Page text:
Fumio Kishida, the prime minister of Japan, announced a new $5.5 billion financial aid package for Ukraine on Monday.
He will also hold an online summit of the Group of Seven with Ukrainian President Volodymyr Zelenskyy to commemorate the war’s first anniversary.
Speaking at a global symposium in Tokyo organized by a Japanese think tank, Kishida claimed that Ukraine was still suffering from the Russian invasion and that its people needed assistance to reconstruct their infrastructure and daily life, both of which had been severely harmed by Russian strikes.
As the G-7’s president for the current year, Kishida announced that Zelenskyy would join him on Friday for an online summit to commemorate the first anniversary of the Russian invasion. Kishida will be hosting a G-7 summit for the first time.
Japan has joined the United States and European nations in imposing sanctions on Russia for its aggression and supporting Ukraine financially and humanitarian.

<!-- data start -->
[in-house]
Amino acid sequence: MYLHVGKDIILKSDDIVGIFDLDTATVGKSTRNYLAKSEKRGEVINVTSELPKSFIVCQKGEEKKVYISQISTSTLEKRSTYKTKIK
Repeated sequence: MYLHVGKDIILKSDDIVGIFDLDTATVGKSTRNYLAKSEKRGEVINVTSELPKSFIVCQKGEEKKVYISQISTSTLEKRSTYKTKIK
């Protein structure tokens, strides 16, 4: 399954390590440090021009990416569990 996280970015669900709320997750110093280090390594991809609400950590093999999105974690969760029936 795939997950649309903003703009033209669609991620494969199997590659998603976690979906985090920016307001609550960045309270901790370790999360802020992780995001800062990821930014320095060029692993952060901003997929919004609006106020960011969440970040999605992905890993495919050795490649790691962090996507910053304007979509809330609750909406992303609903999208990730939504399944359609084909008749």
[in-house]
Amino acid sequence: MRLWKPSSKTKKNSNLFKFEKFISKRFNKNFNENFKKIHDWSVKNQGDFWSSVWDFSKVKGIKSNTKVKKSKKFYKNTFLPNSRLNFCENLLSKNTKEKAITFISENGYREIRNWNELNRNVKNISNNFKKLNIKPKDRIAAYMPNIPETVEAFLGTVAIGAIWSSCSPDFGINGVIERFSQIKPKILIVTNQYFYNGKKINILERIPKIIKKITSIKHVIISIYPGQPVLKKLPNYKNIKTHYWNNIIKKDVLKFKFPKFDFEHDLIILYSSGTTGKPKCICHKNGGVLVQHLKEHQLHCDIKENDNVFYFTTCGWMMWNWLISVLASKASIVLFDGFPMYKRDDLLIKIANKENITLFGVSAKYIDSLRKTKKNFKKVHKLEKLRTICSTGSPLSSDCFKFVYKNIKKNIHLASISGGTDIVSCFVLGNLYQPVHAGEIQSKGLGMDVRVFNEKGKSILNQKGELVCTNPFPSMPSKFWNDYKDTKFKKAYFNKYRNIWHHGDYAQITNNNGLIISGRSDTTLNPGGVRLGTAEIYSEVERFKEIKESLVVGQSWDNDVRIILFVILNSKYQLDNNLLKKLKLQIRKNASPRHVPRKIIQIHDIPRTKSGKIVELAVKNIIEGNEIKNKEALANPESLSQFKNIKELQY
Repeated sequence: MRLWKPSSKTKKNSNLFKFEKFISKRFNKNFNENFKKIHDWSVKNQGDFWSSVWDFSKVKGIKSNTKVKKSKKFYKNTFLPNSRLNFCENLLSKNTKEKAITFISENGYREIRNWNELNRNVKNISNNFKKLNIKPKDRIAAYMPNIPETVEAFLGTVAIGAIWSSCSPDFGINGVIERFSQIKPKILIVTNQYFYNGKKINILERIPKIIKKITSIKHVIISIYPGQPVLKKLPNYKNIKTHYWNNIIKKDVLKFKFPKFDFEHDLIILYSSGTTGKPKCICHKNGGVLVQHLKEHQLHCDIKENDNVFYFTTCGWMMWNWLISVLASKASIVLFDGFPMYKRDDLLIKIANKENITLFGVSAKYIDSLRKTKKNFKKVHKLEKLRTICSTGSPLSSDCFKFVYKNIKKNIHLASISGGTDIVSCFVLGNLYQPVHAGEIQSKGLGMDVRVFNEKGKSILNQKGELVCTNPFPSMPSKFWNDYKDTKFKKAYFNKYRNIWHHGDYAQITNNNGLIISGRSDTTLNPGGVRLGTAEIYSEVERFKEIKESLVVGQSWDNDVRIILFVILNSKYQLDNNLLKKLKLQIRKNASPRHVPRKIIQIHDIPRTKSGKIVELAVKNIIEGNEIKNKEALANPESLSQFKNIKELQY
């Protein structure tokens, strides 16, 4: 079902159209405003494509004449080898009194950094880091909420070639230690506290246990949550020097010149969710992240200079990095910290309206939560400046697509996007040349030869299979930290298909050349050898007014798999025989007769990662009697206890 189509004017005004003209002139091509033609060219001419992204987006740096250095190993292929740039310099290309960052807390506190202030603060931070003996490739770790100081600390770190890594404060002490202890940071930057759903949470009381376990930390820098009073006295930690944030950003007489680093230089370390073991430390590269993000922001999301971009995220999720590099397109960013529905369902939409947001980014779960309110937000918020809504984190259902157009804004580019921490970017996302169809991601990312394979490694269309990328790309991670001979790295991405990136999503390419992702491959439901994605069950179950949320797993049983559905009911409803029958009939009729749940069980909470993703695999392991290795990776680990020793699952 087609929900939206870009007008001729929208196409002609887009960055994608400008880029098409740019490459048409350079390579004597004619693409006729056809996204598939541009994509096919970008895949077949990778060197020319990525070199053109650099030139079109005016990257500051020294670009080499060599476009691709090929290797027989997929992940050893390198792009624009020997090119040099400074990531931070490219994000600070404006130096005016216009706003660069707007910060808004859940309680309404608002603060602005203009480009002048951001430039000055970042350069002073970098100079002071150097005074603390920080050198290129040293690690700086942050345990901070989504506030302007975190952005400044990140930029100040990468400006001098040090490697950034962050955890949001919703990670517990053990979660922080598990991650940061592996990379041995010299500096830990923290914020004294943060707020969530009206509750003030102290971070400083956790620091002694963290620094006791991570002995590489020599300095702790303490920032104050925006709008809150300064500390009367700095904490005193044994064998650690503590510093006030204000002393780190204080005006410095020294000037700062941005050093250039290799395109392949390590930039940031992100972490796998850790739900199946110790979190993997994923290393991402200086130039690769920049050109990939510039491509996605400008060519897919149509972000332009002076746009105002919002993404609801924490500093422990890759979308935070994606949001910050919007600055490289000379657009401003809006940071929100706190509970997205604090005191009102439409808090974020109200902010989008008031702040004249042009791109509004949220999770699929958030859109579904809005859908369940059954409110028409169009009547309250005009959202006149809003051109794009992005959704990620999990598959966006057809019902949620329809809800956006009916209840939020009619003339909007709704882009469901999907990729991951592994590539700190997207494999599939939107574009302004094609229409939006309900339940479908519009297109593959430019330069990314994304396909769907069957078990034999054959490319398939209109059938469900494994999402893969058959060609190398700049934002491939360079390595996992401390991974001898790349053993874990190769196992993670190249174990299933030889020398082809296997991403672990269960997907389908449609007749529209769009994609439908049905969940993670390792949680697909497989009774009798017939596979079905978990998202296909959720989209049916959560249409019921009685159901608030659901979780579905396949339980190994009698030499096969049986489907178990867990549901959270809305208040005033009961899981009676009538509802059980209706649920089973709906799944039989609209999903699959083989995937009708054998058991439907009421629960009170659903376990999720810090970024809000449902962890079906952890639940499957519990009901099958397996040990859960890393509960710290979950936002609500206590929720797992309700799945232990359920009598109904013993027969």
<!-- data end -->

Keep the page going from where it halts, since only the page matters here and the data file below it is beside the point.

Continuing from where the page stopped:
Japan reacted quickly because it is concerned about the future effects of the conflict in East Asia, where China’s military has been more muscular and has raised tensions surrounding Taiwan, which Beijing claims as its territory.
In his address, Kishida confessed that his “great worry that Ukraine may be tomorrow’s East Asia” was why he took such urgent action.
As the post-Cold War era ended, he claimed that Russia’s incursion posed a risk to the entire rules-based international order. “That’s why I decided to retaliate against (Russia) with sanctions.”
More than 70 billion yen ($520 million) in loans from Japan have been given to Ukraine as emergency economic aid.
Also, the nation has taken in more than 2,000 displaced Ukrainians, providing them with housing, employment, and educational assistance.